On 09/13/2011 08:30 PM, David Carver wrote:
only safe way is to shut down Hudson
I like it! Where do I sign? :-)
FWIW, Hudson currently _can_ publish to download.eclipse.org if you,
the committer, set up the ACL to allow it. However, I strongly
believe it is a Bad Idea, I will not do that set up for you, I have
provided you with information to allow you to decide whether that is
a sensible approach or not, and I have provided what I think is a
reasonable alternative should you happen to agree with me.
That is all.
On 09/13/2011 05:56 PM, Denis Roy wrote:
On 09/13/2011 04:31 PM, Thomas Hallgren
On 2011-09-13 21:57, Denis Roy wrote:
If someone exploits Hudson, I doubt
they are going to actually run your build job. All they
need to do is upload content and new checksums directly to
the downloads area to replace your most recent release.
That would raise no red flags :)
But does that matter really? Let's say all projects create
some kind of promotion script that copies the Hudson output
If we assume that Eclipse Member companies are currently
downloading your binaries from the Indigo release stream and
packaging them into their commercial applications, then
preventing Hudson from altering those Indigo binaries
after-the-fact really matters. I think it does, anyway. If you
disagree, I'd like to better understand how.
In my original email, I was suggesting that you perform some
kind of validation that the build output you are about to copy
is sane, where 'sane' can be as simple as 'weekly builds run at
10:00am on Wednesday, don't copy anything else'.
When Indigo was released, the Hudson build output wasn't just
placed up for downloads without many eyeballs scrutinizing it.
This sanitization may not be required for nightly or weekly
builds, but for official releases to be consumed by the general
public, as a consumer I would be disappointed if projects didn't
ensure their binaries were safe.
I think we have to trust Hudson and the
plug-ins that we install.
Of course we do. We also trust Linux, the Apache web server and
all the other software packages that are on Eclipse.org. But
realistically, that doesn't mean those packages cannot be
exploited in ways unknown to us today by someone, somewhere, who
is just waiting for an opportunity to cause us harm.
If we don't, then we will need very
thorough checks of all material that we promote to the
download area at all times.
As Eclipse enters embedded, runtime and server markets, doing
that would be a bad idea? Does no one run a network sniffer to
see if Eclipse, or any other software, is sending out random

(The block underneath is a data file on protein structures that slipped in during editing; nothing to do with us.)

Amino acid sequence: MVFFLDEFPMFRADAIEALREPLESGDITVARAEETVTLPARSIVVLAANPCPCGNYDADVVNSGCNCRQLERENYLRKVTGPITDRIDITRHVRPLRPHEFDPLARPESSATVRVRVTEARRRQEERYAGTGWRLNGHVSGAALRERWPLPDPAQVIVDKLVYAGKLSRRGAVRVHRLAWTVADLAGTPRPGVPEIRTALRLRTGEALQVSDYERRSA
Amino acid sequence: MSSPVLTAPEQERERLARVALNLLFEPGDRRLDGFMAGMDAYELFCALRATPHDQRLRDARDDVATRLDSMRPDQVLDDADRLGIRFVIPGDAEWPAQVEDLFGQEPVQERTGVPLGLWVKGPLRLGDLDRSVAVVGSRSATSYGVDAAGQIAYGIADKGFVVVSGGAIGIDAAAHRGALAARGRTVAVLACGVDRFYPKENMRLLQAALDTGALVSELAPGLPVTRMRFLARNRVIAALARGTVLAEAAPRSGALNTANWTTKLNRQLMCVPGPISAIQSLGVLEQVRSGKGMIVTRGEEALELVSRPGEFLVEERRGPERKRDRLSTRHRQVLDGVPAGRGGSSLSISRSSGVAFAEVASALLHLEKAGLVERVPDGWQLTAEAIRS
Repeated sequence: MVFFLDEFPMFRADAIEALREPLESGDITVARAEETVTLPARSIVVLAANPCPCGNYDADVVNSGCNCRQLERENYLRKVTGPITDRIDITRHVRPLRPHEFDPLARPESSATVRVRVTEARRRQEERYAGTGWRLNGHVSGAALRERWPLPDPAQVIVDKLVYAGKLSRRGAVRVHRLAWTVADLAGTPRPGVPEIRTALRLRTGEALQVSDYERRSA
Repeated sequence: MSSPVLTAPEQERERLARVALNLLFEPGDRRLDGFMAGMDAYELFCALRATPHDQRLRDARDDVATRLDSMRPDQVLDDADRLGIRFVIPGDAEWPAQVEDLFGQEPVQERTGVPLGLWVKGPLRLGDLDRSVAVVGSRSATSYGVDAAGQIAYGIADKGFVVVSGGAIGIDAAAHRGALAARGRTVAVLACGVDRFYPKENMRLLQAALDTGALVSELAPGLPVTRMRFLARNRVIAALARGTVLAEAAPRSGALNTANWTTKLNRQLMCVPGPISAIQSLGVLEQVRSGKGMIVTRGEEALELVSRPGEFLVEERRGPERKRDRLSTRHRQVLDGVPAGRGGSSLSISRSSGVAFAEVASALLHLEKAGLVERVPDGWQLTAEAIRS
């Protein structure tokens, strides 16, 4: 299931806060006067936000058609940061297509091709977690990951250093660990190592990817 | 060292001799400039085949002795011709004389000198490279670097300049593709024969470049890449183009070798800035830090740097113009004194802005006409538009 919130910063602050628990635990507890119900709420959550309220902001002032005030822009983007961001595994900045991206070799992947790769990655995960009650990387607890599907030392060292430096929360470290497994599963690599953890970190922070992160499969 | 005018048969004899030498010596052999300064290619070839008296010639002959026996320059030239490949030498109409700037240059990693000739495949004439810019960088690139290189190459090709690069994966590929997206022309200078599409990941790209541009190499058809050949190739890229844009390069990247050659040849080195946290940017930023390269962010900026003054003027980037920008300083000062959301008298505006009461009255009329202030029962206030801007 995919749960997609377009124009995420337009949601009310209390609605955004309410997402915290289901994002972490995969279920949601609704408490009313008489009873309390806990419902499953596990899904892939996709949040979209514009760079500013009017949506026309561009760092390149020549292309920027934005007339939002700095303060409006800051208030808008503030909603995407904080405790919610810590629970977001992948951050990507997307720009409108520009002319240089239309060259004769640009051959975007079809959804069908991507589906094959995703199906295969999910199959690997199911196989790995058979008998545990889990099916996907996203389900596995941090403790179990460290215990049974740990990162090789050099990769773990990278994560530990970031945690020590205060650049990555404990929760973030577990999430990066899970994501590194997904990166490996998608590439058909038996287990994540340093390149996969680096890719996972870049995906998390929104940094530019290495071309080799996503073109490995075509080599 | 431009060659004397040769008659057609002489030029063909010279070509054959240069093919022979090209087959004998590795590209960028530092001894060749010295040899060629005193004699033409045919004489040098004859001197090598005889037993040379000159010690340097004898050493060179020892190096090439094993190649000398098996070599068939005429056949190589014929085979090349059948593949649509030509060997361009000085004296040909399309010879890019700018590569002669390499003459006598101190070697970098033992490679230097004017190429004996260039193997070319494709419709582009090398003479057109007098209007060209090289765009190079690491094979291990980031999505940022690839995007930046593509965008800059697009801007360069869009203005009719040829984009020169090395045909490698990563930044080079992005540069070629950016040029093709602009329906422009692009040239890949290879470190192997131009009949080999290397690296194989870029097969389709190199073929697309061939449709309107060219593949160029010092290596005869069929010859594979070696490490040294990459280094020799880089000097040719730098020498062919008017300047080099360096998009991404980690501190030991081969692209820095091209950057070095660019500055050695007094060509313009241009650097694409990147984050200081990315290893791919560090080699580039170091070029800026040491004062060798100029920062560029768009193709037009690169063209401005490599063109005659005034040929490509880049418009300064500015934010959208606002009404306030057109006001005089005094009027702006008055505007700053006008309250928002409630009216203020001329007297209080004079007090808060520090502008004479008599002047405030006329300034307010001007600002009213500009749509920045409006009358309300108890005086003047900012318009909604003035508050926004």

data to the world? Surely I'm not the only one who periodically
examines my personal network traffic to see what I'm saying...?
Just removing the ACL will not increase
That is incorrect. As I've explained, removing the ACL (ie, not
allowing Hudson to write to the general downloads area at all)
will limit the scope of any damage to that of a single
committer's account running a publication process. Since your
publication process doesn't involve overwriting files created in
the past, the beginning of any potential damage would be easy to
discern and have a clear point-in-time.
Of course, if committers insist their promotion script simply
copy $A to $B without any validation whatsoever, then we should
just chmod 777 the entire downloads area and be done with it.
But if something breaks, don't ask me to fix it :-)
All in all, this discussion illustrates that implementing a
centralized publishing process would go a long way in solving
these potential problems...
On 09/13/2011 03:48 PM, Igor Fedorenko wrote:
Can you elaborate on the suggested promotion job approach?
What are the
security advantages of forcing extra layer of automation
particular case? I am not a security expert, but if Hundon
compromised and changed to produce "bad" artifacts with
signatures and checksums, wouldn't the promotion job make
bad artifacts available from download.e.o?
On 11-09-13 3:28 PM, Denis Roy wrote:
While we're in a
Many projects allow the Hudson user account to write to
directories. Projects use one of these two ways to do
1. They add an ACL on their download directory that
allows the Hudson
Build user to write there.
2. They chmod 777 their downloads directory, thus
allowing everyone full
access to their downloads directory.
Most of you understand that #2 is a clear violation of
any kind of
security we hope to maintain here at Eclipse. *Don't do
it. Please ask
us for alternatives.*
While #1 may seem like a better option, it has
Hudson to alter downloads means that other committers
can alter your
downloads via a Hudson job. I am not worried about this
since I trust
The issue is about *trusting a public-facing
application* (Hudson) *and
all its plugins*, each of which may contain security
unauthorized control of Hudson was achieved, downloads
could be replaced
with compromised ZIP and JAR files.
As Hudson can sign on behalf of the Eclipse Foundation,
downloads would appear authentic with digital signatures
checksums. A keystroke logger could leak sensitive
credentials to a
third party. This is how unauthorized root access
Not at all.
The above is not a stab at Hudson, Winstone or any other
software -- all software may contain a vulnerability,
Apache webserver and the Linux Kernel.
Hence, I *strongly* recommend you use a promotion job on
build.eclipse.org which publishes known-good content
from Hudson. A
simple script which reads a state from Hudson, runs some
and wget's files and saves them in the downloads
directory is a great start.
I appreciate your taking the time to read this. My goal
is not to
encumber you with senseless, counter-productive dogma,
but to strike a
balance between security and convenience... with a
slight bias towards